Here’s another reason not to let kids park it in front of the TV for hours on end: a new study reports that high-schoolers who watch too much TV are more likely to have bad eating habits 5 years down the road.
Researchers followed almost 2,000 high- and middle-school children and found that TV viewing, especially during high school, may have long-term effects on eating choices and contribute to poor eating habits in young adulthood.
The study found that high-school kids who watched more than 5 hours of TV a day ate less fruits, vegetables, whole grains, and calcium-rich foods and more snacks, fried foods, fast food, sugar-sweetened beverages, and trans fats 5 years later.
This trend was stronger and more consistent during the transition from high school to young adulthood than during that from middle school to high school. Researchers note that both are critical developmental periods during which lifelong eating behaviors are established.
The authors also noted that while teens are key targets of ads for unhealthy foods and drinks, they might overlook the consequences of consuming them because the actors they see in the commercials are usually not overweight.
What This Means to You
Television, in moderation, can be a good thing. But as research has already shown, kids who consistently spend more than 4 hours per day watching TV are more likely to be overweight.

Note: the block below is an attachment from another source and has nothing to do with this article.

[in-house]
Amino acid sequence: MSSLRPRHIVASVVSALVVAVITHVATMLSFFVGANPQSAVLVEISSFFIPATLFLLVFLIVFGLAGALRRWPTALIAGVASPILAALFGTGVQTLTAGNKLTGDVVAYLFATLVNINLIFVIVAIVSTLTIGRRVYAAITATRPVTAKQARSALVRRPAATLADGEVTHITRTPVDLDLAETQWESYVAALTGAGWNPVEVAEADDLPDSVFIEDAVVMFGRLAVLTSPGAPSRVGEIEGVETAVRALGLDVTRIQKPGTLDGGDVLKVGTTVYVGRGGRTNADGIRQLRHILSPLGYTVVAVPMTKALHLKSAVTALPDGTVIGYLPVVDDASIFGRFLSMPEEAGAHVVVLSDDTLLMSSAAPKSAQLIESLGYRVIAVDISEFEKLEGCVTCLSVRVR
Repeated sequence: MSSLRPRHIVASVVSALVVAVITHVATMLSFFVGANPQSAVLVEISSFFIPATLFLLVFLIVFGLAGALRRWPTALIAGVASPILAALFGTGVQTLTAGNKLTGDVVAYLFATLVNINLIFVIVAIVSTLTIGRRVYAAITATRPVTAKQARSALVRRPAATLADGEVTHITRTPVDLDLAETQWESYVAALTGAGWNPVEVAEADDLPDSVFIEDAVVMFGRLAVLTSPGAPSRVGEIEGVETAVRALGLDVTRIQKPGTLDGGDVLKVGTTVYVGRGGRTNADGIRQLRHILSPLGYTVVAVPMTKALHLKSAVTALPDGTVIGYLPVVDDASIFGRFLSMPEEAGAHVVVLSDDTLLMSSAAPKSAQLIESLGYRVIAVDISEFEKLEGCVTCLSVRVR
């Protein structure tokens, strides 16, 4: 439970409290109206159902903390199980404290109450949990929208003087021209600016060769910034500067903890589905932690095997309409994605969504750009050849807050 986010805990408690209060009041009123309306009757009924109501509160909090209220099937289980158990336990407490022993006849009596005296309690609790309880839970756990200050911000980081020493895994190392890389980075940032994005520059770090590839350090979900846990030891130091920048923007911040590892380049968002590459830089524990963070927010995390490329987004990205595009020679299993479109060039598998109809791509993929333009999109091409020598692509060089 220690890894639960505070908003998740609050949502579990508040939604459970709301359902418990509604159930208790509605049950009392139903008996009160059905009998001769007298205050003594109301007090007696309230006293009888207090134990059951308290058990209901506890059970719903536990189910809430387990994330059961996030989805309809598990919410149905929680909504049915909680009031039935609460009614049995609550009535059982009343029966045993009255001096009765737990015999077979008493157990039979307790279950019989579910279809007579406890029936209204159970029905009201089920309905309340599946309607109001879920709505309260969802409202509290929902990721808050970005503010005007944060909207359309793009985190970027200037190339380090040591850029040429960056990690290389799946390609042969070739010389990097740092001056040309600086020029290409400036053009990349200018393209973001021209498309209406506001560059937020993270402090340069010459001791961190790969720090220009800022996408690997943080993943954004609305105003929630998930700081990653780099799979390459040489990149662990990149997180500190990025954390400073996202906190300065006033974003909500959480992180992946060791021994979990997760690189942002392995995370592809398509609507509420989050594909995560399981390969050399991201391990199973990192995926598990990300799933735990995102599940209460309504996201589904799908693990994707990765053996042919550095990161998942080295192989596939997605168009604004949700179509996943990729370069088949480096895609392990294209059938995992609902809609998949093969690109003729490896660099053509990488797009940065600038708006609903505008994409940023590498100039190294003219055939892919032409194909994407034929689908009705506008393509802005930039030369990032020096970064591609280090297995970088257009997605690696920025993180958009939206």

So, the American Academy of Pediatrics (AAP) recommends that kids under 2 years old not watch any TV and that those older than 2 watch no more than 1 to 2 hours a day of quality programming.
To take control of TV in your house:
- Limit the number of TV-watching hours.
- Stock the room in which you have your TV with plenty of other non-screen entertainment (books, kids’ magazines, toys, puzzles, board games, etc.) to encourage kids to do something other than watch the tube.
- Keep TVs out of kids’ bedrooms.
- Turn off the TV during meals.
- Don’t allow kids to watch TV while doing homework.
- Treat TV as a privilege that kids need to earn — not a right that they’re entitled to. Tell them that TV viewing is allowed only after chores and homework are completed.
- Try a weekday ban. Schoolwork, sports activities, and job responsibilities make it tough to find extra family time during the week. Record weekday shows or save TV time for weekends, and you’ll have more family togetherness time to spend on meals, games, physical activity, and reading during the week.
It’s equally important to encourage healthy eating habits. Kids, especially younger ones, will eat mostly what’s available at home. That’s why it’s important to control the supply lines — the foods that you serve for meals and have on hand for snacks. It’s also smart to involve kids in buying and preparing food, and to teach them how to read and understand food labels.
Set standards for health eating and moderate TV watching early, and your kids are likely to stick with those good habits as they get older and more independent.